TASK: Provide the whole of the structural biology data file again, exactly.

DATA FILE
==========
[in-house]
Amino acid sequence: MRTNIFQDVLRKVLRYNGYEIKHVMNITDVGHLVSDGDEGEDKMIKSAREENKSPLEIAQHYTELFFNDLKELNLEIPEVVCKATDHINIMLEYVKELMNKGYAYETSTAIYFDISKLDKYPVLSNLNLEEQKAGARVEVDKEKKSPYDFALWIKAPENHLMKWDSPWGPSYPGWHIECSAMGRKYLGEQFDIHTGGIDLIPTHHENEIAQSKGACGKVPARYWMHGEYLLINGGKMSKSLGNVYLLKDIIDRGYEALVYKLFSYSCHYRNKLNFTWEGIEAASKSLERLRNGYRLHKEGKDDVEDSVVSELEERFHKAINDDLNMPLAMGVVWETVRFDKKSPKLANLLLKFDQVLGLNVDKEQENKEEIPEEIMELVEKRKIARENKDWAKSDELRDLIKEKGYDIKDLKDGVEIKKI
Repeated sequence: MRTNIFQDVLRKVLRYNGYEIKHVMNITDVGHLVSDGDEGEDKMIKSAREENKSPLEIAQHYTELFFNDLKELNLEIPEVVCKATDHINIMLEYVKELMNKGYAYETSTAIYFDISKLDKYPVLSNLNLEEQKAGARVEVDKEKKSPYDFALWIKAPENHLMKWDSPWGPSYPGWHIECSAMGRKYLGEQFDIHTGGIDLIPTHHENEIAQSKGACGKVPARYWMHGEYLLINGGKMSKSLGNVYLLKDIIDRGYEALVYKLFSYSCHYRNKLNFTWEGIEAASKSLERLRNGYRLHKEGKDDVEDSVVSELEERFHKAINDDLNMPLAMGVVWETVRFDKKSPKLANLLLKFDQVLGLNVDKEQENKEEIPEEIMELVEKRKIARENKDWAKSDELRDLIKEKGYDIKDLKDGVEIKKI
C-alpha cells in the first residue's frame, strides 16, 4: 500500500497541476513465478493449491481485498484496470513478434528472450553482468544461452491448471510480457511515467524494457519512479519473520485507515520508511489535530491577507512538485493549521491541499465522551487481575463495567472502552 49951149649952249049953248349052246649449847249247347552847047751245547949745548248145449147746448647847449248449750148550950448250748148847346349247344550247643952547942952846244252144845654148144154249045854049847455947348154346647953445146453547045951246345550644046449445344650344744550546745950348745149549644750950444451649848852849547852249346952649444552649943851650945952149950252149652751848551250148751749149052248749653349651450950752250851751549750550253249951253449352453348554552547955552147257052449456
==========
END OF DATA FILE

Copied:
[in-house]
Amino acid sequence: MRTNIFQDVLRKVLRYNGYEIKHVMNITDVGHLVSDGDEGEDKMIKSAREENKSPLEIAQHYTELFFNDLKELNLEIPEVVCKATDHINIMLEYVKELMNKGYAYETSTAIYFDISKLDKYPVLSNLNLEEQKAGARVEVDKEKKSPYDFALWIKAPENHLMKWDSPWGPSYPGWHIECSAMGRKYLGEQFDIHTGGIDLIPTHHENEIAQSKGACGKVPARYWMHGEYLLINGGKMSKSLGNVYLLKDIIDRGYEALVYKLFSYSCHYRNKLNFTWEGIEAASKSLERLRNGYRLHKEGKDDVEDSVVSELEERFHKAINDDLNMPLAMGVVWETVRFDKKSPKLANLLLKFDQVLGLNVDKEQENKEEIPEEIMELVEKRKIARENKDWAKSDELRDLIKEKGYDIKDLKDGVEIKKI
Repeated sequence: MRTNIFQDVLRKVLRYNGYEIKHVMNITDVGHLVSDGDEGEDKMIKSAREENKSPLEIAQHYTELFFNDLKELNLEIPEVVCKATDHINIMLEYVKELMNKGYAYETSTAIYFDISKLDKYPVLSNLNLEEQKAGARVEVDKEKKSPYDFALWIKAPENHLMKWDSPWGPSYPGWHIECSAMGRKYLGEQFDIHTGGIDLIPTHHENEIAQSKGACGKVPARYWMHGEYLLINGGKMSKSLGNVYLLKDIIDRGYEALVYKLFSYSCHYRNKLNFTWEGIEAASKSLERLRNGYRLHKEGKDDVEDSVVSELEERFHKAINDDLNMPLAMGVVWETVRFDKKSPKLANLLLKFDQVLGLNVDKEQENKEEIPEEIMELVEKRKIARENKDWAKSDELRDLIKEKGYDIKDLKDGVEIKKI
C-alpha cells in the first residue's frame, strides 16, 4: 500500500497541476513465478493449491481485498484496470513478434528472450553482468544461452491448471510480457511515467524494457519512479519473520485507515520508511489535530491577507512538485493549521491541499465522551487481575463495567472502552 49951149649952249049953248349052246649449847249247347552847047751245547949745548248145449147746448647847449248449750148550950448250748148847346349247344550247643952547942952846244252144845654148144154249045854049847455947348154346647953445146453547045951246345550644046449445344650344744550546745950348745149549644750950444451649848852849547852249346952649444552649943851650945952149950252149652751848551250148751749149052248749653349651450950752250851751549750550253249951253449352453348554552547955552147257052449456